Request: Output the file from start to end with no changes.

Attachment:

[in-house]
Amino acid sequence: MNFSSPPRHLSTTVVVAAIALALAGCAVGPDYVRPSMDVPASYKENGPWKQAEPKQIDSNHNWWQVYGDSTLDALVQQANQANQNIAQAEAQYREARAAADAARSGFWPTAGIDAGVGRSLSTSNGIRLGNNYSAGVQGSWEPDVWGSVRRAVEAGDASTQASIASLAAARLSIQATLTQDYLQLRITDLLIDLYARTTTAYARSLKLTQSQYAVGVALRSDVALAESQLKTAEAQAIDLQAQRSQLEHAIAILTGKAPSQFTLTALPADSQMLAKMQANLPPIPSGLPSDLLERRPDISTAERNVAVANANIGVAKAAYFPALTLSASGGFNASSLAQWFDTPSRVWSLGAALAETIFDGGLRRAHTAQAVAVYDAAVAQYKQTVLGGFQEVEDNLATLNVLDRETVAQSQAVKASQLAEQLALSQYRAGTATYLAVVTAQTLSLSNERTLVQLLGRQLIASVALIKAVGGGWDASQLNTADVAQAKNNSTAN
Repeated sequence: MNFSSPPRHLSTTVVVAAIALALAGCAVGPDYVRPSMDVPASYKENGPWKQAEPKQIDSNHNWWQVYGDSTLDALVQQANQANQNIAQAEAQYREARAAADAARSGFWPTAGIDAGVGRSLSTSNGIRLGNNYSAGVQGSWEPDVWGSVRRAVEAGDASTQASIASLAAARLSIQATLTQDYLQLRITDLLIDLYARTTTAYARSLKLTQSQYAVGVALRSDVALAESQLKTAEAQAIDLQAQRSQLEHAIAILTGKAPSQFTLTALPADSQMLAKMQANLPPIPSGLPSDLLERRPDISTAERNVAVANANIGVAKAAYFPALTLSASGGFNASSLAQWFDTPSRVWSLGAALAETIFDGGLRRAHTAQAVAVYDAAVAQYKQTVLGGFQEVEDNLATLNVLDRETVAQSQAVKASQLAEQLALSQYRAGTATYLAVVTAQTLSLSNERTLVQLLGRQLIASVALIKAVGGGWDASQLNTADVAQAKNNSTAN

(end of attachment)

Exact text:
[in-house]
Amino acid sequence: MNFSSPPRHLSTTVVVAAIALALAGCAVGPDYVRPSMDVPASYKENGPWKQAEPKQIDSNHNWWQVYGDSTLDALVQQANQANQNIAQAEAQYREARAAADAARSGFWPTAGIDAGVGRSLSTSNGIRLGNNYSAGVQGSWEPDVWGSVRRAVEAGDASTQASIASLAAARLSIQATLTQDYLQLRITDLLIDLYARTTTAYARSLKLTQSQYAVGVALRSDVALAESQLKTAEAQAIDLQAQRSQLEHAIAILTGKAPSQFTLTALPADSQMLAKMQANLPPIPSGLPSDLLERRPDISTAERNVAVANANIGVAKAAYFPALTLSASGGFNASSLAQWFDTPSRVWSLGAALAETIFDGGLRRAHTAQAVAVYDAAVAQYKQTVLGGFQEVEDNLATLNVLDRETVAQSQAVKASQLAEQLALSQYRAGTATYLAVVTAQTLSLSNERTLVQLLGRQLIASVALIKAVGGGWDASQLNTADVAQAKNNSTAN
Repeated sequence: MNFSSPPRHLSTTVVVAAIALALAGCAVGPDYVRPSMDVPASYKENGPWKQAEPKQIDSNHNWWQVYGDSTLDALVQQANQANQNIAQAEAQYREARAAADAARSGFWPTAGIDAGVGRSLSTSNGIRLGNNYSAGVQGSWEPDVWGSVRRAVEAGDASTQASIASLAAARLSIQATLTQDYLQLRITDLLIDLYARTTTAYARSLKLTQSQYAVGVALRSDVALAESQLKTAEAQAIDLQAQRSQLEHAIAILTGKAPSQFTLTALPADSQMLAKMQANLPPIPSGLPSDLLERRPDISTAERNVAVANANIGVAKAAYFPALTLSASGGFNASSLAQWFDTPSRVWSLGAALAETIFDGGLRRAHTAQAVAVYDAAVAQYKQTVLGGFQEVEDNLATLNVLDRETVAQSQAVKASQLAEQLALSQYRAGTATYLAVVTAQTLSLSNERTLVQLLGRQLIASVALIKAVGGGWDASQLNTADVAQAKNNSTAN